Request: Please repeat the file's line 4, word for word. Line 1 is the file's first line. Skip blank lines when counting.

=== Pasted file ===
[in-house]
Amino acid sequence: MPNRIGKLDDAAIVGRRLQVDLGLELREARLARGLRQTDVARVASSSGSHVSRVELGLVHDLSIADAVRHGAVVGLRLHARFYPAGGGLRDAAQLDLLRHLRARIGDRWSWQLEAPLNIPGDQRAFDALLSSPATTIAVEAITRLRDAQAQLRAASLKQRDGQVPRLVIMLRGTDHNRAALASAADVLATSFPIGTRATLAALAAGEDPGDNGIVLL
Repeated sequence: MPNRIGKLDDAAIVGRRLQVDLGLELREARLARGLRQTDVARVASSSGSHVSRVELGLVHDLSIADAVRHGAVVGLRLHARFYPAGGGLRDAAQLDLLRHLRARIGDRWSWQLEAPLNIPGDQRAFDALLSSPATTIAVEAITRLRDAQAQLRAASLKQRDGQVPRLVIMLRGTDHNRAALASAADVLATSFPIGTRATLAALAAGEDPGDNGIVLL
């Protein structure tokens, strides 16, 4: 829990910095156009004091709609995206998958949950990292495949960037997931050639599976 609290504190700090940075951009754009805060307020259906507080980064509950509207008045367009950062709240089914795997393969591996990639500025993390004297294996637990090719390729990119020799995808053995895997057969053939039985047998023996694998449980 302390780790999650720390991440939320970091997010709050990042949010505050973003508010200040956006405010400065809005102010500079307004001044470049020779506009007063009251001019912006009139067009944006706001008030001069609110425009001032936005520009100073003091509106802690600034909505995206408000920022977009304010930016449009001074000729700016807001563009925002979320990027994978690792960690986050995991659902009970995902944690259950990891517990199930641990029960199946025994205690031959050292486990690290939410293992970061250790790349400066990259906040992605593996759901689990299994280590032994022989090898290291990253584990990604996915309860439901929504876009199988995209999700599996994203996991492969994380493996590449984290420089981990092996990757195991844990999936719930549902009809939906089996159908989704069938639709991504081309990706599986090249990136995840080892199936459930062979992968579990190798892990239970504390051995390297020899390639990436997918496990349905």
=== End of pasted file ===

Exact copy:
């Protein structure tokens, strides 16, 4: 829990910095156009004091709609995206998958949950990292495949960037997931050639599976 609290504190700090940075951009754009805060307020259906507080980064509950509207008045367009950062709240089914795997393969591996990639500025993390004297294996637990090719390729990119020799995808053995895997057969053939039985047998023996694998449980 302390780790999650720390991440939320970091997010709050990042949010505050973003508010200040956006405010400065809005102010500079307004001044470049020779506009007063009251001019912006009139067009944006706001008030001069609110425009001032936005520009100073003091509106802690600034909505995206408000920022977009304010930016449009001074000729700016807001563009925002979320990027994978690792960690986050995991659902009970995902944690259950990891517990199930641990029960199946025994205690031959050292486990690290939410293992970061250790790349400066990259906040992605593996759901689990299994280590032994022989090898290291990253584990990604996915309860439901929504876009199988995209999700599996994203996991492969994380493996590449984290420089981990092996990757195991844990999936719930549902009809939906089996159908989704069938639709991504081309990706599986090249990136995840080892199936459930062979992968579990190798892990239970504390051995390297020899390639990436997918496990349905």